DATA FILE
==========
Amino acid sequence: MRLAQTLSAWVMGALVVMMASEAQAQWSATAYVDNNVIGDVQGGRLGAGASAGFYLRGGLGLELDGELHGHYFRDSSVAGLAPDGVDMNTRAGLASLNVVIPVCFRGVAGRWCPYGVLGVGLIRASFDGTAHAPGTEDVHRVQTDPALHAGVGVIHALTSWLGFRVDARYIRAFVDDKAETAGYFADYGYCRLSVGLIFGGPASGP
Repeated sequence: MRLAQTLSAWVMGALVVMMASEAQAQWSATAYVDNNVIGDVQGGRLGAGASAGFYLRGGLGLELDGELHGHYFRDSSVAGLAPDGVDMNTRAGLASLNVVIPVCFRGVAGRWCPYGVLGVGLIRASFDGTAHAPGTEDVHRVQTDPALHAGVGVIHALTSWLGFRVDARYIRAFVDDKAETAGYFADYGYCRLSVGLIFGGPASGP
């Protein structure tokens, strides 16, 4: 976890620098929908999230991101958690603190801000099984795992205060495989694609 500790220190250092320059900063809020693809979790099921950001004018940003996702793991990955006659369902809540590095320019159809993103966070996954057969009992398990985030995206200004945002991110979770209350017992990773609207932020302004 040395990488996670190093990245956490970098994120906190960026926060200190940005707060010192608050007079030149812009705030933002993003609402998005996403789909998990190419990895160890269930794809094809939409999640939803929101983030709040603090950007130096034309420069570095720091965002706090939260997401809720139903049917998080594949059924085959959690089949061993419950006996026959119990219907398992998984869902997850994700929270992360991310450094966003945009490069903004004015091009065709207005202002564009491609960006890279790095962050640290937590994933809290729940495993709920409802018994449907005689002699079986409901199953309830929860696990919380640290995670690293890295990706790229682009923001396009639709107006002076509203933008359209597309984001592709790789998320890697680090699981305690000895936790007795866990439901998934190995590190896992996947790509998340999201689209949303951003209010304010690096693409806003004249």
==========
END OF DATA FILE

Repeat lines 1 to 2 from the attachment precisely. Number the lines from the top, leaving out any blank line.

Amino acid sequence: MRLAQTLSAWVMGALVVMMASEAQAQWSATAYVDNNVIGDVQGGRLGAGASAGFYLRGGLGLELDGELHGHYFRDSSVAGLAPDGVDMNTRAGLASLNVVIPVCFRGVAGRWCPYGVLGVGLIRASFDGTAHAPGTEDVHRVQTDPALHAGVGVIHALTSWLGFRVDARYIRAFVDDKAETAGYFADYGYCRLSVGLIFGGPASGP
Repeated sequence: MRLAQTLSAWVMGALVVMMASEAQAQWSATAYVDNNVIGDVQGGRLGAGASAGFYLRGGLGLELDGELHGHYFRDSSVAGLAPDGVDMNTRAGLASLNVVIPVCFRGVAGRWCPYGVLGVGLIRASFDGTAHAPGTEDVHRVQTDPALHAGVGVIHALTSWLGFRVDARYIRAFVDDKAETAGYFADYGYCRLSVGLIFGGPASGP